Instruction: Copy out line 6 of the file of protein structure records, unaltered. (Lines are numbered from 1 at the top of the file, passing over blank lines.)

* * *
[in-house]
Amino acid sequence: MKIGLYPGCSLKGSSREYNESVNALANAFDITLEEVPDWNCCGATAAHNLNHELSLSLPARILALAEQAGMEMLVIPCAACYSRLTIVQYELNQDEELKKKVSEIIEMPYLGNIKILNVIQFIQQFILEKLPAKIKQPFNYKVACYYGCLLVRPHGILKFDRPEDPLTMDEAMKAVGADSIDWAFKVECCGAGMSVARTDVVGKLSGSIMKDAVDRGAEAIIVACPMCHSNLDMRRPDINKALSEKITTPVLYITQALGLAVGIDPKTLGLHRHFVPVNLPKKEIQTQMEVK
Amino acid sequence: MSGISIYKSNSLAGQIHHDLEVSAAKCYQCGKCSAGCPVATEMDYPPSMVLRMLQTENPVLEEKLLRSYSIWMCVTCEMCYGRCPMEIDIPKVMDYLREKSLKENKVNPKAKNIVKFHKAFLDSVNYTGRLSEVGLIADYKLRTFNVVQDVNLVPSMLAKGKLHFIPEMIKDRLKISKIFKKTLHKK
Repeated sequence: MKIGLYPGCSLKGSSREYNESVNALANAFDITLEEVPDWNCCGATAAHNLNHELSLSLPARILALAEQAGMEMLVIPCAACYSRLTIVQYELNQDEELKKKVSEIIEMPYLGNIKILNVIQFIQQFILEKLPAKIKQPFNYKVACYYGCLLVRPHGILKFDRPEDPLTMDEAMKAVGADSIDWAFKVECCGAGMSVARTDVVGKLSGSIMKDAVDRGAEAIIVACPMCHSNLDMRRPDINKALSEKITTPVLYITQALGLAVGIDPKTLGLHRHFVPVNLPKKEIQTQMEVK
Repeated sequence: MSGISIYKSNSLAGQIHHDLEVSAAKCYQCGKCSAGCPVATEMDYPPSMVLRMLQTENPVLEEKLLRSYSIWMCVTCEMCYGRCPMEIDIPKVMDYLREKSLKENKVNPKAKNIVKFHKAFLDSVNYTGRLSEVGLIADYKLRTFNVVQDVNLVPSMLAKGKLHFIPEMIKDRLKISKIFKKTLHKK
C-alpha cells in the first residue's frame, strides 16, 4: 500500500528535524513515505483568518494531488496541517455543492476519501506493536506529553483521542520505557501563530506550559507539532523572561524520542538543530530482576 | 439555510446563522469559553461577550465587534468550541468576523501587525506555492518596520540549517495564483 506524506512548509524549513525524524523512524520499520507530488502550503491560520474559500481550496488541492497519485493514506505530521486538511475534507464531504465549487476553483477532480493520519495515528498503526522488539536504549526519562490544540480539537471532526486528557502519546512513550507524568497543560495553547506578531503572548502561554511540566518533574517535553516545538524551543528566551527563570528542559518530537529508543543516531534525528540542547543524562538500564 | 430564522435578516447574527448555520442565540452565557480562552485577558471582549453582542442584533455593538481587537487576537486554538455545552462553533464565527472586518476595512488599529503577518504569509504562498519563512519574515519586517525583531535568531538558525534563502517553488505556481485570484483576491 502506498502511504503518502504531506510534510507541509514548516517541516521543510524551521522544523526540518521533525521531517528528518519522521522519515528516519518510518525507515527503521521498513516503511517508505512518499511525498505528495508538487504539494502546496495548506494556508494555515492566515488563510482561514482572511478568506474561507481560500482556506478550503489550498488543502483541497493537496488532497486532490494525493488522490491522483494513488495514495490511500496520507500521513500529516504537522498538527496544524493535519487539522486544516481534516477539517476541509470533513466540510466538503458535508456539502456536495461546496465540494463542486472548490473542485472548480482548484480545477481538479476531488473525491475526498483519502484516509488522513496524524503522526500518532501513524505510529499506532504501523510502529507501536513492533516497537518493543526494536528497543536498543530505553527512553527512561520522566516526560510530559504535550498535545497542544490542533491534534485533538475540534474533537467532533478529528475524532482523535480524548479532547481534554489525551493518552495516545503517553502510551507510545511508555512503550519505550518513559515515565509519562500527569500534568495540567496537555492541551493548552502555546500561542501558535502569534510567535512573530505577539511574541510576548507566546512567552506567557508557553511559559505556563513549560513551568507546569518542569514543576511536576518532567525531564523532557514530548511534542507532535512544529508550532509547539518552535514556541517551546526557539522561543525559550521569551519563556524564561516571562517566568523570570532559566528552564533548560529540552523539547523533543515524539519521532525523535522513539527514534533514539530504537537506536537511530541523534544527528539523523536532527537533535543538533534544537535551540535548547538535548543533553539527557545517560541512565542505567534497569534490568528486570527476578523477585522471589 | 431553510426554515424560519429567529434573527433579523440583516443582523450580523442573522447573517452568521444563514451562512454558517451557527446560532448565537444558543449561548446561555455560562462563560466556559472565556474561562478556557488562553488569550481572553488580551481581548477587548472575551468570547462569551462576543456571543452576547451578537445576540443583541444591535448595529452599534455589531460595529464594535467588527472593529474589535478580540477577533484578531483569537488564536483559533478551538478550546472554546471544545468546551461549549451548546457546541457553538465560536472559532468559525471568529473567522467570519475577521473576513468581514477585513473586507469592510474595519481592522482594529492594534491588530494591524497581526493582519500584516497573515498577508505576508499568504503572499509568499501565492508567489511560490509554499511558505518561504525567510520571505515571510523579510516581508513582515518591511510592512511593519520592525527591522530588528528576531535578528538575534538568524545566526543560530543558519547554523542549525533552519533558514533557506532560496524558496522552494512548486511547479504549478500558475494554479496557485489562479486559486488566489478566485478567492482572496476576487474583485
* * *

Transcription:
C-alpha cells in the first residue's frame, strides 16, 4: 500500500528535524513515505483568518494531488496541517455543492476519501506493536506529553483521542520505557501563530506550559507539532523572561524520542538543530530482576 | 439555510446563522469559553461577550465587534468550541468576523501587525506555492518596520540549517495564483 506524506512548509524549513525524524523512524520499520507530488502550503491560520474559500481550496488541492497519485493514506505530521486538511475534507464531504465549487476553483477532480493520519495515528498503526522488539536504549526519562490544540480539537471532526486528557502519546512513550507524568497543560495553547506578531503572548502561554511540566518533574517535553516545538524551543528566551527563570528542559518530537529508543543516531534525528540542547543524562538500564 | 430564522435578516447574527448555520442565540452565557480562552485577558471582549453582542442584533455593538481587537487576537486554538455545552462553533464565527472586518476595512488599529503577518504569509504562498519563512519574515519586517525583531535568531538558525534563502517553488505556481485570484483576491 502506498502511504503518502504531506510534510507541509514548516517541516521543510524551521522544523526540518521533525521531517528528518519522521522519515528516519518510518525507515527503521521498513516503511517508505512518499511525498505528495508538487504539494502546496495548506494556508494555515492566515488563510482561514482572511478568506474561507481560500482556506478550503489550498488543502483541497493537496488532497486532490494525493488522490491522483494513488495514495490511500496520507500521513500529516504537522498538527496544524493535519487539522486544516481534516477539517476541509470533513466540510466538503458535508456539502456536495461546496465540494463542486472548490473542485472548480482548484480545477481538479476531488473525491475526498483519502484516509488522513496524524503522526500518532501513524505510529499506532504501523510502529507501536513492533516497537518493543526494536528497543536498543530505553527512553527512561520522566516526560510530559504535550498535545497542544490542533491534534485533538475540534474533537467532533478529528475524532482523535480524548479532547481534554489525551493518552495516545503517553502510551507510545511508555512503550519505550518513559515515565509519562500527569500534568495540567496537555492541551493548552502555546500561542501558535502569534510567535512573530505577539511574541510576548507566546512567552506567557508557553511559559505556563513549560513551568507546569518542569514543576511536576518532567525531564523532557514530548511534542507532535512544529508550532509547539518552535514556541517551546526557539522561543525559550521569551519563556524564561516571562517566568523570570532559566528552564533548560529540552523539547523533543515524539519521532525523535522513539527514534533514539530504537537506536537511530541523534544527528539523523536532527537533535543538533534544537535551540535548547538535548543533553539527557545517560541512565542505567534497569534490568528486570527476578523477585522471589 | 431553510426554515424560519429567529434573527433579523440583516443582523450580523442573522447573517452568521444563514451562512454558517451557527446560532448565537444558543449561548446561555455560562462563560466556559472565556474561562478556557488562553488569550481572553488580551481581548477587548472575551468570547462569551462576543456571543452576547451578537445576540443583541444591535448595529452599534455589531460595529464594535467588527472593529474589535478580540477577533484578531483569537488564536483559533478551538478550546472554546471544545468546551461549549451548546457546541457553538465560536472559532468559525471568529473567522467570519475577521473576513468581514477585513473586507469592510474595519481592522482594529492594534491588530494591524497581526493582519500584516497573515498577508505576508499568504503572499509568499501565492508567489511560490509554499511558505518561504525567510520571505515571510523579510516581508513582515518591511510592512511593519520592525527591522530588528528576531535578528538575534538568524545566526543560530543558519547554523542549525533552519533558514533557506532560496524558496522552494512548486511547479504549478500558475494554479496557485489562479486559486488566489478566485478567492482572496476576487474583485